The ominous new forecast from the University of Washington's Institute for Health Metrics and Evaluation (IHME) reflect "rising mobility in most US states" with an easing of business closures and stay-at-home orders expected in 31 states by May 11, the institute said.
"We expect that the epidemic in many states will now extend through the summer," the IHME director, Dr. Christopher Murray, said in a statement.
The projections reinforced warnings from public health experts that a rising clamor to lift restrictions on commerce and social activities - in hopes of healing a ravaged economy - could exact a staggering cost in terms of human lives.
The novel coronavirus is already known to have infected almost 1.2 million people in the United States, including 68,762 who have died from COVID-19, the respiratory illness it causes, according to Reuters' own tally.
The institute's predictive coronavirus model, periodically revised to account for changing circumstances and scientific insights surrounding the pandemic, has become an influential data point often cited by the White House and public health authorities in gauging the crisis.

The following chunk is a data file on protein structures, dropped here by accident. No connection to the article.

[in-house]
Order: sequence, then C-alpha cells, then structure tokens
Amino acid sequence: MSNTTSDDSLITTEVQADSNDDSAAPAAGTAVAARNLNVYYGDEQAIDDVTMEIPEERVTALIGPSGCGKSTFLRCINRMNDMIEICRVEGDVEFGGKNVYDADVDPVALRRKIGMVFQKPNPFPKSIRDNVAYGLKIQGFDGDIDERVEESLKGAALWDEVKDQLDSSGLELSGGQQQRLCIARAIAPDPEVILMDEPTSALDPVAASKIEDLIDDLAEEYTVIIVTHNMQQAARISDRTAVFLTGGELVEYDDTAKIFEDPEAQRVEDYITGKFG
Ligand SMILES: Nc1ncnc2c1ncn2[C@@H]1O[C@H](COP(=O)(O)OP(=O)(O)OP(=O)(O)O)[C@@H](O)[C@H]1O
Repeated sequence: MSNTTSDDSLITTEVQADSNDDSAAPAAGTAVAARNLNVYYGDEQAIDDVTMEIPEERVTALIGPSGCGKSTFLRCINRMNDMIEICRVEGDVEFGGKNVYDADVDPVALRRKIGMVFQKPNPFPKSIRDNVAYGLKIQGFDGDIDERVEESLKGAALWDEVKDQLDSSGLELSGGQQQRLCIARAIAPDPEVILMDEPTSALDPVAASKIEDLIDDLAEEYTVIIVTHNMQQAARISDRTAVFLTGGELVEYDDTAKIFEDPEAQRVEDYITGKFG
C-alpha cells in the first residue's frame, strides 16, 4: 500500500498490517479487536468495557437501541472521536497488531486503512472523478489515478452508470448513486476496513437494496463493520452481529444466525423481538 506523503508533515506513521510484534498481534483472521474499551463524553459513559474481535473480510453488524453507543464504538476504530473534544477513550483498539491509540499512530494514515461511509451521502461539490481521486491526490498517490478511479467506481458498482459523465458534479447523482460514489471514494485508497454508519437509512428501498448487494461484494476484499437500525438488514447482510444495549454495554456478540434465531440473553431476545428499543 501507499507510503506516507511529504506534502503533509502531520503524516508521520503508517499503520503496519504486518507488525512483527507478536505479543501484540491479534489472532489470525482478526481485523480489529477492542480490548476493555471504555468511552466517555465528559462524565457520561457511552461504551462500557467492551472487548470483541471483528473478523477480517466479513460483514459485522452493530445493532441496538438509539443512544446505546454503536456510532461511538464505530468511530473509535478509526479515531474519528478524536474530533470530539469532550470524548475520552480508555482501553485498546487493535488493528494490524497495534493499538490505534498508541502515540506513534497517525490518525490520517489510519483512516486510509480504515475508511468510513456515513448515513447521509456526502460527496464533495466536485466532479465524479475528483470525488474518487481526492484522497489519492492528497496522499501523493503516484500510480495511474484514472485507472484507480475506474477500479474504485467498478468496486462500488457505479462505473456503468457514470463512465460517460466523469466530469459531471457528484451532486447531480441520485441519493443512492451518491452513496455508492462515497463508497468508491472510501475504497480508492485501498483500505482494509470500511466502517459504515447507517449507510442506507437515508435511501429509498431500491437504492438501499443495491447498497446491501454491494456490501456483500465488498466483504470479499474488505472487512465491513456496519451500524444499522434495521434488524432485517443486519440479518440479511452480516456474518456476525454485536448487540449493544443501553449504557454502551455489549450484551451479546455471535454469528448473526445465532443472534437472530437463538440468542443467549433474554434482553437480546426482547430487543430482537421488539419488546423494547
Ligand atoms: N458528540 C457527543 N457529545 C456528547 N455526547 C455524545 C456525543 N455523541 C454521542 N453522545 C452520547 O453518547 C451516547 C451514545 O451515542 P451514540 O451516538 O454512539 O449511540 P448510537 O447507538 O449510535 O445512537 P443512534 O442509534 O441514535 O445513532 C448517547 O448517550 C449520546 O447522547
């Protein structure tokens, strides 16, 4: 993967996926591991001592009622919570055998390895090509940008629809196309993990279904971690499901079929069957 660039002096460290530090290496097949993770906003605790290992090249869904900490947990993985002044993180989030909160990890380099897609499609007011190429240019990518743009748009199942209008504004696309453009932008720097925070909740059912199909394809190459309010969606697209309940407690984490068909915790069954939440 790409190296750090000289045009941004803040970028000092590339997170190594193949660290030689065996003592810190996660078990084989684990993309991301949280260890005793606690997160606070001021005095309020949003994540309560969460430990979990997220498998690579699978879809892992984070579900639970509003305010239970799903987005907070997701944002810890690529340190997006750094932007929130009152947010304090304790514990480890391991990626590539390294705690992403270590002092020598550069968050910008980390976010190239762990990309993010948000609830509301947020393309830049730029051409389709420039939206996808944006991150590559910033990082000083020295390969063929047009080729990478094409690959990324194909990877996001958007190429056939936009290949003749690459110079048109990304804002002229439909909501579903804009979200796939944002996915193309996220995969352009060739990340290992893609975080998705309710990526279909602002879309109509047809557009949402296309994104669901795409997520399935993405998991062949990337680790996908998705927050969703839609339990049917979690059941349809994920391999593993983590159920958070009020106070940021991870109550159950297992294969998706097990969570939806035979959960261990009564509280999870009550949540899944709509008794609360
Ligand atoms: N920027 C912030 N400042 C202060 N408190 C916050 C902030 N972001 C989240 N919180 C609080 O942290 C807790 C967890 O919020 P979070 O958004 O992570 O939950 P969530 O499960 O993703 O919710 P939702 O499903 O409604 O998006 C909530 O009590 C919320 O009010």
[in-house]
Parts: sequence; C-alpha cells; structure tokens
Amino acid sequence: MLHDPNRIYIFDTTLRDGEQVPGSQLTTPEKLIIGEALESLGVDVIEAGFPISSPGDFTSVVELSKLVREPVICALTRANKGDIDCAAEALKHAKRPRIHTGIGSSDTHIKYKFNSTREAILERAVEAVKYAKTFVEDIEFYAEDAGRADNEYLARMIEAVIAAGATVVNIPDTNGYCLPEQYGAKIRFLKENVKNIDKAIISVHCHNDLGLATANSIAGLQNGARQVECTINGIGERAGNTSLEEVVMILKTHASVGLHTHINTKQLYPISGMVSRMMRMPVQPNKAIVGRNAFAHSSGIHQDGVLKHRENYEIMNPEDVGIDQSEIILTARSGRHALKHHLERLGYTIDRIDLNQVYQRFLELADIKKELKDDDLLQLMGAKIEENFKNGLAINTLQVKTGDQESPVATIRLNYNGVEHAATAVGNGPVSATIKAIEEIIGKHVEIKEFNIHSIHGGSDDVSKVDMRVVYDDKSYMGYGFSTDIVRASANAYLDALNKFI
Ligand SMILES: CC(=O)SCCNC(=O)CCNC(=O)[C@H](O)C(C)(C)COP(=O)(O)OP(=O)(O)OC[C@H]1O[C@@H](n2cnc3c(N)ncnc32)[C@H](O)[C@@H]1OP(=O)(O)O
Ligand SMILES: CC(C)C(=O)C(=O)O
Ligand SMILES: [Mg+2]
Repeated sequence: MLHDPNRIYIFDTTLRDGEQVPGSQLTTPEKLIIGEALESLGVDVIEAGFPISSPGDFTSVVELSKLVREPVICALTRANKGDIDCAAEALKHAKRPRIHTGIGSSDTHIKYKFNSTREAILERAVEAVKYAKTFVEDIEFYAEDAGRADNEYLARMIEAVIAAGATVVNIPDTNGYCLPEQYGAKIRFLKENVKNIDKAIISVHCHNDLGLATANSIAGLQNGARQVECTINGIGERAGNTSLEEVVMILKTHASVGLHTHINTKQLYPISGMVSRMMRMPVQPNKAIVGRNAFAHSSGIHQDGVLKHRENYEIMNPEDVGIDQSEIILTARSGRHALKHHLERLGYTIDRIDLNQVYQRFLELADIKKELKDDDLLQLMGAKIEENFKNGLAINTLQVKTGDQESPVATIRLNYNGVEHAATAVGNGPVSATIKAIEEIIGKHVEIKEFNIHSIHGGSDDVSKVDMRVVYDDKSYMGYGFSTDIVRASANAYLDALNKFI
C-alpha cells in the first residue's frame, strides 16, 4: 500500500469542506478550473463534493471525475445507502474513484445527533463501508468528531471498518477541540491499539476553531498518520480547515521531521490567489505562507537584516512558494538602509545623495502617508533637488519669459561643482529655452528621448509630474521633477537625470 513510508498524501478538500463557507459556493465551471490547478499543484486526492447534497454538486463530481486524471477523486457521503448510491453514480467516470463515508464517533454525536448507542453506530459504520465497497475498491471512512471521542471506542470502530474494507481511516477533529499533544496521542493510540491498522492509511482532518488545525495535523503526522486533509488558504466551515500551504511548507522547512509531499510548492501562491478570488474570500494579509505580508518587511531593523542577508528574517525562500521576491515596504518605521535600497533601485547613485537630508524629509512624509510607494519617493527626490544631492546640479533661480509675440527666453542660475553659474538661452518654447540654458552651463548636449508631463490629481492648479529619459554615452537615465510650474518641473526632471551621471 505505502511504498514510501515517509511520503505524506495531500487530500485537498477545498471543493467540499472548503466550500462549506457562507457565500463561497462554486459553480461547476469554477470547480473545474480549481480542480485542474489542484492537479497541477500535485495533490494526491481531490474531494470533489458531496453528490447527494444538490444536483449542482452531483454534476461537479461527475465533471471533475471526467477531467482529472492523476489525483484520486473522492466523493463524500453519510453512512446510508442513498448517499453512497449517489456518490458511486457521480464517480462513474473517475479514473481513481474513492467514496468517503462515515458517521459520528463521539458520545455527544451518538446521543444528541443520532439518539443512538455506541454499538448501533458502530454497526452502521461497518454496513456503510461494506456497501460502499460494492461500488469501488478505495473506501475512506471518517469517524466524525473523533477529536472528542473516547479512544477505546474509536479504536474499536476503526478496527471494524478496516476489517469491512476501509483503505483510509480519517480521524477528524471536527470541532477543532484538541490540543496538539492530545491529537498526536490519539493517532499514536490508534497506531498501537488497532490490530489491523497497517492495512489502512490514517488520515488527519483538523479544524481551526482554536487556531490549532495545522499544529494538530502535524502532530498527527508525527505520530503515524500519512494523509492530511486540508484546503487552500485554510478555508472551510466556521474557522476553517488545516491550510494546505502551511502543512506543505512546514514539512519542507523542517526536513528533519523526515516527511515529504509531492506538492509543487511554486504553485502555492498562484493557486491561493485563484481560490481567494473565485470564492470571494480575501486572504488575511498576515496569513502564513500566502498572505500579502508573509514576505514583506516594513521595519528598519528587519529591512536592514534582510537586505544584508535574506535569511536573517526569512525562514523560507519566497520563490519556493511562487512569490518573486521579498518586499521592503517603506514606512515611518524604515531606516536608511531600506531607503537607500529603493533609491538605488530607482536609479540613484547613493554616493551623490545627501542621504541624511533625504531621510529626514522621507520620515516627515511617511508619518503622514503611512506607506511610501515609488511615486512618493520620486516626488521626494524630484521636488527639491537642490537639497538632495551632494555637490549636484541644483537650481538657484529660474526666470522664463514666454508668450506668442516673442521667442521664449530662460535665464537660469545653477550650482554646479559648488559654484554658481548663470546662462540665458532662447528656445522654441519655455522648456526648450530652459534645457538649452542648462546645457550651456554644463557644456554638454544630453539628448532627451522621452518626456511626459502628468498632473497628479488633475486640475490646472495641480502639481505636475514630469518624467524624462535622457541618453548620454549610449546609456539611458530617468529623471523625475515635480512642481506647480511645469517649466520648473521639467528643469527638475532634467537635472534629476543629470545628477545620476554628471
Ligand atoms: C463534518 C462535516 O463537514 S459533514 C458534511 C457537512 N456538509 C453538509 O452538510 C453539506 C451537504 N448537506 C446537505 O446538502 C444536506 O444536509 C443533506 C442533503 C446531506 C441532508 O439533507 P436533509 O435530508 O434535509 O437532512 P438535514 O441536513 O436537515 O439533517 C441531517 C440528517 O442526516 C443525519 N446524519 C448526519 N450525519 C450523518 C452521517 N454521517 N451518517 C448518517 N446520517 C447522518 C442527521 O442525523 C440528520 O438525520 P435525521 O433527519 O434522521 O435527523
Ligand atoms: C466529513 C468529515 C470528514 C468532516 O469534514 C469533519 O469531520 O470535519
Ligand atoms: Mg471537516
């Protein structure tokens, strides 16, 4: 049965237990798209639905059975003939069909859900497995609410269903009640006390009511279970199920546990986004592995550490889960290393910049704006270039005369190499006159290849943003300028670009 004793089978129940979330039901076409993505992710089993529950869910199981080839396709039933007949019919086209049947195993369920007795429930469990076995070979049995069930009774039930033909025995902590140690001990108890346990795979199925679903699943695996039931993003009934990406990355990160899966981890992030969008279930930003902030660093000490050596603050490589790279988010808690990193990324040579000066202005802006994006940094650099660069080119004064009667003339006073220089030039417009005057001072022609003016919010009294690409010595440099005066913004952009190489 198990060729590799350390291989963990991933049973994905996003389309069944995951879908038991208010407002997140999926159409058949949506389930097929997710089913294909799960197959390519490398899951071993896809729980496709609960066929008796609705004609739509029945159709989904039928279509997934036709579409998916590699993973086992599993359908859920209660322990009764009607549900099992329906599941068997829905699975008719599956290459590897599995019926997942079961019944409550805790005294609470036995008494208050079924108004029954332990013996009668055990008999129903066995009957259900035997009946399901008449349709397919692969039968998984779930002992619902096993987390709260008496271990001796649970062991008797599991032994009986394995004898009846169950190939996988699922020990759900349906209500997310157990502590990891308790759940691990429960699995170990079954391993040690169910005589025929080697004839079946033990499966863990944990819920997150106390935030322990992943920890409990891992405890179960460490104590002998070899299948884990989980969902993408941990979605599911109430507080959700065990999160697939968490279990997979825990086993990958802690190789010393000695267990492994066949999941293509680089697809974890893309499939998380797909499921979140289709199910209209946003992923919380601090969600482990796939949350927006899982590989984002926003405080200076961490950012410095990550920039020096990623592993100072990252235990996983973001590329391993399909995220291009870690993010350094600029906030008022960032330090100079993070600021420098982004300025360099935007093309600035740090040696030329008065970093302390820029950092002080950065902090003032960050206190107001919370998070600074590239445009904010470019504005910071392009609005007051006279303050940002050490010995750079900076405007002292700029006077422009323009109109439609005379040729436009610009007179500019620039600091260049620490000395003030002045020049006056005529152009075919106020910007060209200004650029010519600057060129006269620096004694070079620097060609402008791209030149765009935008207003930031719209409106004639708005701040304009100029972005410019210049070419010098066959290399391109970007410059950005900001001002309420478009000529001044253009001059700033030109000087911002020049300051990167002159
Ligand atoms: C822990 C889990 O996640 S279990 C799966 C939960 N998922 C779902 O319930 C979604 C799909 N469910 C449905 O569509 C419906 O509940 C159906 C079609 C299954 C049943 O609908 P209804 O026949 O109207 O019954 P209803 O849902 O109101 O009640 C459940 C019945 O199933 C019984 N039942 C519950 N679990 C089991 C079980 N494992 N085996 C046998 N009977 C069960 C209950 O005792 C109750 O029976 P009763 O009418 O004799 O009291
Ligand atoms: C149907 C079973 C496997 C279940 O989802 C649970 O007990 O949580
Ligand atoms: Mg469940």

The IHME projections are presented as a statistical range of outcomes. The latest forecast predicts the cumulative number of US deaths from COVID-19 will run from as few as 95,092 to as many as 242,890 by Aug. 4 - with 134,475 lives lost representing the most likely, middle ground.
By comparison, the previous revision issued on April 29 put the middle-case figure at 72,400 deaths, within a range between 59,300 and 114,200 fatalities.
The upward spike reflects increasing human interactions as more states begin to ease social-distancing requirements - the chief public health tool available to curb the spread of a highly contagious virus for which there is no vaccine and no cure.
The relaxation of social-distancing rules will more than offset any decline in transmissions that might come from warmer weather and stronger containment measures, such as more wide-scale testing and tracing the contacts of infected people so they too can be tested and isolated, Murray said.
The revised IHME projections coincided with disclosure of an internal Trump administration forecast predicting a surge in COVID-19 cases killing 3,000 Americans a day by the end of May, up from a current daily toll that a Reuters tally places at around 2,000.
That projection, first reported by the New York Times and confirmed by a Reuters source, also forecast about 200,000 new coronavirus cases each day by the end of the month, up from the current rate of about 25,000 cases every 24 hours.